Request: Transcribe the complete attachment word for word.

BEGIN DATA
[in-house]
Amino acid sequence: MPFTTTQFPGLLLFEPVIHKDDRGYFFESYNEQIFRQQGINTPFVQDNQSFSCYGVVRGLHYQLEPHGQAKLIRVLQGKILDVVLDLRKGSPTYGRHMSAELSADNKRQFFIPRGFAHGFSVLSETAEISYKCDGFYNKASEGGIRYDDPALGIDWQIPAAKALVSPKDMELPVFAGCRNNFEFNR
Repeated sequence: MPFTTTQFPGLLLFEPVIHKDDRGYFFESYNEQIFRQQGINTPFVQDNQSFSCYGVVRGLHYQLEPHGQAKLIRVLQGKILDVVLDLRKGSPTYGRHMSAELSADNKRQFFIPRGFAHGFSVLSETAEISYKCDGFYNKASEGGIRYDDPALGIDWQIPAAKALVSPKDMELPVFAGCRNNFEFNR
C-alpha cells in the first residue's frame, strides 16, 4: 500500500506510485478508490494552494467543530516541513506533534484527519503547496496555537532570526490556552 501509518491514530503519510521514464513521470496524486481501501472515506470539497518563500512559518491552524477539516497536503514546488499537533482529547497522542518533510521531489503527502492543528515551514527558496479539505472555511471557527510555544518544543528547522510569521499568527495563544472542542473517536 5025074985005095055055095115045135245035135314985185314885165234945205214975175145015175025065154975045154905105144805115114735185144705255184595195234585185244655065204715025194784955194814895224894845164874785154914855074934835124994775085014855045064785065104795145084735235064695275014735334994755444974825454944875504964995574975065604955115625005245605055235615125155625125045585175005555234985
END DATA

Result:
[in-house]
Amino acid sequence: MPFTTTQFPGLLLFEPVIHKDDRGYFFESYNEQIFRQQGINTPFVQDNQSFSCYGVVRGLHYQLEPHGQAKLIRVLQGKILDVVLDLRKGSPTYGRHMSAELSADNKRQFFIPRGFAHGFSVLSETAEISYKCDGFYNKASEGGIRYDDPALGIDWQIPAAKALVSPKDMELPVFAGCRNNFEFNR
Repeated sequence: MPFTTTQFPGLLLFEPVIHKDDRGYFFESYNEQIFRQQGINTPFVQDNQSFSCYGVVRGLHYQLEPHGQAKLIRVLQGKILDVVLDLRKGSPTYGRHMSAELSADNKRQFFIPRGFAHGFSVLSETAEISYKCDGFYNKASEGGIRYDDPALGIDWQIPAAKALVSPKDMELPVFAGCRNNFEFNR
C-alpha cells in the first residue's frame, strides 16, 4: 500500500506510485478508490494552494467543530516541513506533534484527519503547496496555537532570526490556552 501509518491514530503519510521514464513521470496524486481501501472515506470539497518563500512559518491552524477539516497536503514546488499537533482529547497522542518533510521531489503527502492543528515551514527558496479539505472555511471557527510555544518544543528547522510569521499568527495563544472542542473517536 5025074985005095055055095115045135245035135314985185314885165234945205214975175145015175025065154975045154905105144805115114735185144705255184595195234585185244655065204715025194784955194814895224894845164874785154914855074934835124994775085014855045064785065104795145084735235064695275014735334994755444974825454944875504964995574975065604955115625005245605055235615125155625125045585175005555234985